On the death of Theodoric* 526, his daughter Amalasuntha became regent for her son Athalaric (516534). On the latter's death she became coruler with her cousin Theodahad. Amalasuntha was murdered ca. 535. Theodahad was killed by a Goth 536 and was replaced by Witigis in fall 536. In 540 the Goths offered the throne to Belisarius (ca. 505565), who entered Ravenna with Byzantine forces; Witigis was taken prisoner to Constantinople, and Belisarius refused the throne. In fall 541 Gothic chiefs chose Totila king; he was mortally wounded in battle with Narses* in summer 552. When Teias, last Ostrogoth king of It. (July 552early 553) was killed in battle with Narses, the Ostrogoths disappeared from significant hist.
Goths were in touch with Christianity at least as early as 276, when captives they took in Cappadocia included Christians. Audius (see Audians) was miss. among the Goths in the 4th c., but it was not till the time of Ulfilas* that Christianity was formally est. among them. Tr. of the Bible into Gothic was an important factor in their conversion (see Bible Versions, I). Arianism* got a foothold among the Goths, since Ulfilas was consecrated bp. among them by Arian Eusebius* of Nicomedia.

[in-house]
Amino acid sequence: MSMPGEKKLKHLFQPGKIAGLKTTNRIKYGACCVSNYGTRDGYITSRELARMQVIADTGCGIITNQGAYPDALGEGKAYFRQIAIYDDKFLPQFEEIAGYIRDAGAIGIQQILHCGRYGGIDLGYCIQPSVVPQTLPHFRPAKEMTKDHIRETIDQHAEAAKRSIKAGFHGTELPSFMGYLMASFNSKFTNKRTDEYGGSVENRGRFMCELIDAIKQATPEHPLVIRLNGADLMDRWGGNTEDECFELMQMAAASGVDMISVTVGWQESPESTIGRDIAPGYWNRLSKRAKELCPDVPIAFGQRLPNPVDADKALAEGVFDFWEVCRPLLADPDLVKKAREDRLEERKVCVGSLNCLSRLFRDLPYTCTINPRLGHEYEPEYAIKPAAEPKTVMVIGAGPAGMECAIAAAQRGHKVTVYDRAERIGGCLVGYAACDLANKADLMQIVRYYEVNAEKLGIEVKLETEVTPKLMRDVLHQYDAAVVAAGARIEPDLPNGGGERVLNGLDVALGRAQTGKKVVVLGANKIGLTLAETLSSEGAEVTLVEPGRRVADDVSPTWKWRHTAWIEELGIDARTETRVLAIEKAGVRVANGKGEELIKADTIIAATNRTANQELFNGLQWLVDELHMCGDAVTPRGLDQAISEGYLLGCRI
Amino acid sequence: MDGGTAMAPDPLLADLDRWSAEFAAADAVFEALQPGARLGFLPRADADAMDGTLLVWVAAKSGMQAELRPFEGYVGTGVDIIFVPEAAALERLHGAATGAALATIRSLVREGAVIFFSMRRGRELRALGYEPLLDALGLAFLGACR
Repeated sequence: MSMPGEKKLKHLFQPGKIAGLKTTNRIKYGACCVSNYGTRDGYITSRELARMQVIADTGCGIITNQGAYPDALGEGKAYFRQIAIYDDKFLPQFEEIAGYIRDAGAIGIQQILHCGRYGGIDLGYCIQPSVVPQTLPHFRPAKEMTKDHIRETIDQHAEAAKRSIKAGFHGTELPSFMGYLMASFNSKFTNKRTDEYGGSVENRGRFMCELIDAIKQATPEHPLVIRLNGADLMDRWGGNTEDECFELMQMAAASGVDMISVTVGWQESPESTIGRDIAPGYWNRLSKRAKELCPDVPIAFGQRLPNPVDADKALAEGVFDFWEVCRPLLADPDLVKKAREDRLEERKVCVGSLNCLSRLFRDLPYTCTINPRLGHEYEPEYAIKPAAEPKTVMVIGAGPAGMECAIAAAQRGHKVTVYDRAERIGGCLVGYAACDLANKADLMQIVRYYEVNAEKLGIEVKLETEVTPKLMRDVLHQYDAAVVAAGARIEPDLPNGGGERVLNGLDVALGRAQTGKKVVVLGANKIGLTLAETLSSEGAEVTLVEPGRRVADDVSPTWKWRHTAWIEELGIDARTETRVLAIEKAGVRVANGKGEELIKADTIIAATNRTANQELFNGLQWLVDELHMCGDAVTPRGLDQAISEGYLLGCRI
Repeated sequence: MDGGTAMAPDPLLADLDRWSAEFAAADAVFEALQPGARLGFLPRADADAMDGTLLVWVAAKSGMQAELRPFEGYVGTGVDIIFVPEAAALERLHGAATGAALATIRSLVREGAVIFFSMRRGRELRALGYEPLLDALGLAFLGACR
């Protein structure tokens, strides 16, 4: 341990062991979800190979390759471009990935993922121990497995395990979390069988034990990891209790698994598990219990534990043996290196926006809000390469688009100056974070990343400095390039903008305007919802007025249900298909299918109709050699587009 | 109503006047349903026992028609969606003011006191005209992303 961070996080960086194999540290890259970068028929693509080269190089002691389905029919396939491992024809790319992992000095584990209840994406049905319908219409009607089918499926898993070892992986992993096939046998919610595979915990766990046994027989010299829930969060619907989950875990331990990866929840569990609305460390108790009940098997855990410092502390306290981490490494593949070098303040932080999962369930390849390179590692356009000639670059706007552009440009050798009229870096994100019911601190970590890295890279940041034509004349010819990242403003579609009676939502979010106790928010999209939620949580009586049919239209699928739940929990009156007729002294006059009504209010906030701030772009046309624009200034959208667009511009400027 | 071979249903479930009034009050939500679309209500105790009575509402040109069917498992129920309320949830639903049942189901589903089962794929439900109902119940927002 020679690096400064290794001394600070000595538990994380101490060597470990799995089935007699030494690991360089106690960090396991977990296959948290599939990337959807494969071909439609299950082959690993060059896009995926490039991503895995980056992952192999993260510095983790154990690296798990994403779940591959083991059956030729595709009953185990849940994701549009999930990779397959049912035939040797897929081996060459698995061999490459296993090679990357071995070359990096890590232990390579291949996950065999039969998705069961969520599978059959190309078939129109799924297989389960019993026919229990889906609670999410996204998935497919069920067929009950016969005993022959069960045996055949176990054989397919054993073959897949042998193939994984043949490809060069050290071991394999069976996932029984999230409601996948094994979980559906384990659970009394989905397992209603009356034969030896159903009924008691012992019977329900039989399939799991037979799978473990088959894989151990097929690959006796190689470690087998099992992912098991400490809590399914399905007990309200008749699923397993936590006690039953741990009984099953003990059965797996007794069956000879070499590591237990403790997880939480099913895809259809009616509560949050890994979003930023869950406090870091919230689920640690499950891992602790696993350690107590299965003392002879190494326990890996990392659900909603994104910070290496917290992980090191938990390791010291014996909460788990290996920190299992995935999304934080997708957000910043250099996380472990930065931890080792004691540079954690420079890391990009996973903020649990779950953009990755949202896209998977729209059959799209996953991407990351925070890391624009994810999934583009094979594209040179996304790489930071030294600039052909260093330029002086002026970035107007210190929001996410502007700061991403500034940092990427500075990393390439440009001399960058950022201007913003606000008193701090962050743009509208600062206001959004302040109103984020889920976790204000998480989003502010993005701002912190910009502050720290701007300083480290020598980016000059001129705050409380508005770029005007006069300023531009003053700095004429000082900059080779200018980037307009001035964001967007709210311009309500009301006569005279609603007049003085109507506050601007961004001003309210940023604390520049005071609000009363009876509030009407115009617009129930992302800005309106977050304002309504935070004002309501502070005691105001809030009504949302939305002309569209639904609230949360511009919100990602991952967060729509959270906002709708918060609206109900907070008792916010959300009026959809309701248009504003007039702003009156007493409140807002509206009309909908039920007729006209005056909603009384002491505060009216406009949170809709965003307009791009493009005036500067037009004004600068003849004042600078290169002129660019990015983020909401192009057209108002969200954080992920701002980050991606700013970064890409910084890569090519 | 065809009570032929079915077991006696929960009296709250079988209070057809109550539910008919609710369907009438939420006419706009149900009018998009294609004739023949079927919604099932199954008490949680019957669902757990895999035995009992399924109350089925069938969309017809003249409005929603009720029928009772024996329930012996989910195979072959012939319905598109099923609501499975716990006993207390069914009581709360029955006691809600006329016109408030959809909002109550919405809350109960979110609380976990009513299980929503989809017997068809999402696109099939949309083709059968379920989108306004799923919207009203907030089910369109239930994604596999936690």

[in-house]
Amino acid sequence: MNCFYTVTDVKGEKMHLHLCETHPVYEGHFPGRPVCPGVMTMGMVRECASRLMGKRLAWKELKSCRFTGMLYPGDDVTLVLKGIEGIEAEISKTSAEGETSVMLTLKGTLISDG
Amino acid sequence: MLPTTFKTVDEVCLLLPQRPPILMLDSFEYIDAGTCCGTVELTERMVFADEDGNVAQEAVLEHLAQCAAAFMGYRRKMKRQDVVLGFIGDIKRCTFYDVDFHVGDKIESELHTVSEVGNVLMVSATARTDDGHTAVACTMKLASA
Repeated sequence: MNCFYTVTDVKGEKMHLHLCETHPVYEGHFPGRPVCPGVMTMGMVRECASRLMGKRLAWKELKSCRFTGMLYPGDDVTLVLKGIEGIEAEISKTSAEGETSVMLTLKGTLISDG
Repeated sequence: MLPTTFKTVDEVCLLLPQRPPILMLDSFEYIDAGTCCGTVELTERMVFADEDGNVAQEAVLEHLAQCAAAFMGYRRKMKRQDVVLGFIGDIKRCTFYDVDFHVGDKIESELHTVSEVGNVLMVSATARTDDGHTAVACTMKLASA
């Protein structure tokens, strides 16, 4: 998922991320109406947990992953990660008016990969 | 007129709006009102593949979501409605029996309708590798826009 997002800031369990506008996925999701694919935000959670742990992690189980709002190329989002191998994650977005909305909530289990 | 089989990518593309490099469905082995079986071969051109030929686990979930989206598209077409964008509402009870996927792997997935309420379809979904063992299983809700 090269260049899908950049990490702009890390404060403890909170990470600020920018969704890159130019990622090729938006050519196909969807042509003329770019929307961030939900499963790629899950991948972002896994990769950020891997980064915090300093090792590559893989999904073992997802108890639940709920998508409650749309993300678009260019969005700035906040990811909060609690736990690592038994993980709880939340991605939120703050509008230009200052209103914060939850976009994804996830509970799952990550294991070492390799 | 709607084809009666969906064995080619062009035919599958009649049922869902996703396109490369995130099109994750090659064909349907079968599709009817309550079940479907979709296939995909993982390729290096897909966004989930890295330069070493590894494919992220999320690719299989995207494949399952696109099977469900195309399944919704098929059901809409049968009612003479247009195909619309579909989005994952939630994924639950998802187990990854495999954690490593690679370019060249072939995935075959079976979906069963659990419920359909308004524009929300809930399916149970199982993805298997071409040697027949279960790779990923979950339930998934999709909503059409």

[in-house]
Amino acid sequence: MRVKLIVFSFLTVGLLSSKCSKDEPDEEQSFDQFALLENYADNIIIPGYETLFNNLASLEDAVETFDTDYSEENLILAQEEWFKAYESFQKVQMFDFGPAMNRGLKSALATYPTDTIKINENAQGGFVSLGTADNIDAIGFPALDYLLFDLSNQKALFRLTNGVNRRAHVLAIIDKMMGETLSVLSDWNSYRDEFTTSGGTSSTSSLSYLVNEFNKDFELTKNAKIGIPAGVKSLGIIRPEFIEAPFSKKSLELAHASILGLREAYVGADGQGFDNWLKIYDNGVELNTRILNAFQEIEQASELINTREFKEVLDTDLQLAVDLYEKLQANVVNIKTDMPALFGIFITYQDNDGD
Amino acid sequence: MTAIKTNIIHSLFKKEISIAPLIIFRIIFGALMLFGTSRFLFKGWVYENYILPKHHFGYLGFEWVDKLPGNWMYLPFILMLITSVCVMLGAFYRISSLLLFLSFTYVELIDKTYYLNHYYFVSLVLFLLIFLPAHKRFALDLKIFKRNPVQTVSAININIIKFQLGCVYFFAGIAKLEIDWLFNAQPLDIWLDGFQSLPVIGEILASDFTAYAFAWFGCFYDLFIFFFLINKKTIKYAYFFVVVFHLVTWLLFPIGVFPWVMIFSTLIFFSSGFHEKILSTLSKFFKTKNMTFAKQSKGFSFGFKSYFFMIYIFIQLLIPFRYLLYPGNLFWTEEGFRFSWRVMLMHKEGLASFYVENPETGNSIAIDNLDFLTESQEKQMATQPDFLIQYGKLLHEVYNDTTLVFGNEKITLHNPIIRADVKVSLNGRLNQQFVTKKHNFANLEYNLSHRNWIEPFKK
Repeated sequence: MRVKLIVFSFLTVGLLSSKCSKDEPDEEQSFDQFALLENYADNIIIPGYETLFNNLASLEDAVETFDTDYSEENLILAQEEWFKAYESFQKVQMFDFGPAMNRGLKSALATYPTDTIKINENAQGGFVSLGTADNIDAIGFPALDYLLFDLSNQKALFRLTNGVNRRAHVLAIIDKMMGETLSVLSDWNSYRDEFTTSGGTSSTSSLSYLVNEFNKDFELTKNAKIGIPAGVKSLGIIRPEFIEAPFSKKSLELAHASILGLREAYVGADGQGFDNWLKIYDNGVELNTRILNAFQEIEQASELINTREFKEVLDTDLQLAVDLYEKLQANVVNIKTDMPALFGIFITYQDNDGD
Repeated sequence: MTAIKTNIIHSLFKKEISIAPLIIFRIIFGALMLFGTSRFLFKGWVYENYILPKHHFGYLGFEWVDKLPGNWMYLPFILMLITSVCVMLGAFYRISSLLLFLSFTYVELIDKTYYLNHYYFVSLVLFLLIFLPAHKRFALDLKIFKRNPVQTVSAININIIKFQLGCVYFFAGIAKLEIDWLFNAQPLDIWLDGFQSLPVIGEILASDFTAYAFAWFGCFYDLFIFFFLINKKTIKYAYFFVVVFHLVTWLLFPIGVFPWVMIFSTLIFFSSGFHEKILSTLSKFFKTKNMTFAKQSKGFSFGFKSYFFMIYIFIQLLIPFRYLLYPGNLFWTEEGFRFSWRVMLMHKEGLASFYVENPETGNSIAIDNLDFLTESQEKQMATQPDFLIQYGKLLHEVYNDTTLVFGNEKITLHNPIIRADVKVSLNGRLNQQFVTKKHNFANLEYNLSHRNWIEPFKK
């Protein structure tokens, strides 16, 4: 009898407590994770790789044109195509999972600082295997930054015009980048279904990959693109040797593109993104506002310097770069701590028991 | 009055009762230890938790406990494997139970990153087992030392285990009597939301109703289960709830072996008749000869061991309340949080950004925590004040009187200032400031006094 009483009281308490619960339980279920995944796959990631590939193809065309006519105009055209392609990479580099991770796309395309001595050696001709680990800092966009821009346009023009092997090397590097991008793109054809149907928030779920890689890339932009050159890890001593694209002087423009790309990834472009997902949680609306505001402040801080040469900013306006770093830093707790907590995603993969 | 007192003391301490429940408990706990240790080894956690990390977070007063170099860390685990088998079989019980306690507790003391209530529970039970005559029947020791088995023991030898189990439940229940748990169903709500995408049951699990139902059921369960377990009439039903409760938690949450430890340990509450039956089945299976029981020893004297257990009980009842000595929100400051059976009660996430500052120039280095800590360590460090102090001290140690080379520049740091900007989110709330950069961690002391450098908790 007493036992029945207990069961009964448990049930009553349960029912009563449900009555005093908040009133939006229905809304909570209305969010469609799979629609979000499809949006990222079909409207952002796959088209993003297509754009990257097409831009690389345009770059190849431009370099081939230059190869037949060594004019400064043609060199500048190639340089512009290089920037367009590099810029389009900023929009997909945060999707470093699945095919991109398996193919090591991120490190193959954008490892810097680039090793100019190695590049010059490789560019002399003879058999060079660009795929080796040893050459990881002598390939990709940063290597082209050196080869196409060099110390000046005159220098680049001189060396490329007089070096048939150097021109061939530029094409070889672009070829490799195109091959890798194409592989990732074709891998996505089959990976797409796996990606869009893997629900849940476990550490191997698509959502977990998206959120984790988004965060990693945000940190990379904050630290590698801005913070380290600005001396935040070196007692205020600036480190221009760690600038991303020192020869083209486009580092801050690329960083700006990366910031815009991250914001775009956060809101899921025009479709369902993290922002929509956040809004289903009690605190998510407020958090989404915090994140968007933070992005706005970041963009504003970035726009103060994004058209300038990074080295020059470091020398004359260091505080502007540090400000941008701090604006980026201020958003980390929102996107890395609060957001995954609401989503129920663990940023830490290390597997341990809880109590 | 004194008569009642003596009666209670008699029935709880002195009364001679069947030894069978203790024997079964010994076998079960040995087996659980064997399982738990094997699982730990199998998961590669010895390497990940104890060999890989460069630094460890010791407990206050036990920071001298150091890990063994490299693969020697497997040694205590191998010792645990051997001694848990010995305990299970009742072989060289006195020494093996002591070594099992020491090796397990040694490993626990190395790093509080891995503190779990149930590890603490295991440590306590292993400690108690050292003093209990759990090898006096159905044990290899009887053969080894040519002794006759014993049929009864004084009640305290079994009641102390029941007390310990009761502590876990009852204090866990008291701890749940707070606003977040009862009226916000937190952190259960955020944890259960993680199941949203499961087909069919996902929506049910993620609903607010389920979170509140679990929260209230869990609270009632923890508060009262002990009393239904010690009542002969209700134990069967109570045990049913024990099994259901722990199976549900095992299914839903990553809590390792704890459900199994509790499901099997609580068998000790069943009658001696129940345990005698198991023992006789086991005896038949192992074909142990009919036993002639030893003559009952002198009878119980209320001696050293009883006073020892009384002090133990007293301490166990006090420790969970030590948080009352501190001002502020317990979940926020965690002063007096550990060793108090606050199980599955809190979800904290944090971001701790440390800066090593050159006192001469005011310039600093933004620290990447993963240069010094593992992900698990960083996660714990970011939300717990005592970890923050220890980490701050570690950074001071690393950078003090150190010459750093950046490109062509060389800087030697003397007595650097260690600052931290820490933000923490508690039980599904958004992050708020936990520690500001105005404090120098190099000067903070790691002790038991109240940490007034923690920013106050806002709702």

In 1840 a soc. (Verein zur Unterstützung der lutherischen Kirche in Nordamerika) was organized in Dresden, Ger.; active only a few yrs. As a result of pleas for help by F. C. D. Wyneken,* L. A. Petri* and others est. a Gotteskasten in Hannover 1853, primarily to help provide spiritual care for Luths. in N America. Other similar organizations followed. A fed. of Gotteskastenvereine was est. 1880. Preachers, teachers, and religious literature were provided for diaspora Luths. In 1932 the name Martin-Luther-Bund with subtitle Lutherisches Hilfswerk der Gotteskasten und Martin-Luther-Vereine was adopted. Since 1947 it is called Diasporawerk der ev. luth. Kirche Deutschlands. Areas served have included N. Am., Brazil, Australia, S Afr., and predominantly RC, Ref., and Ev. territories in Eur. See also Diaspora, 3.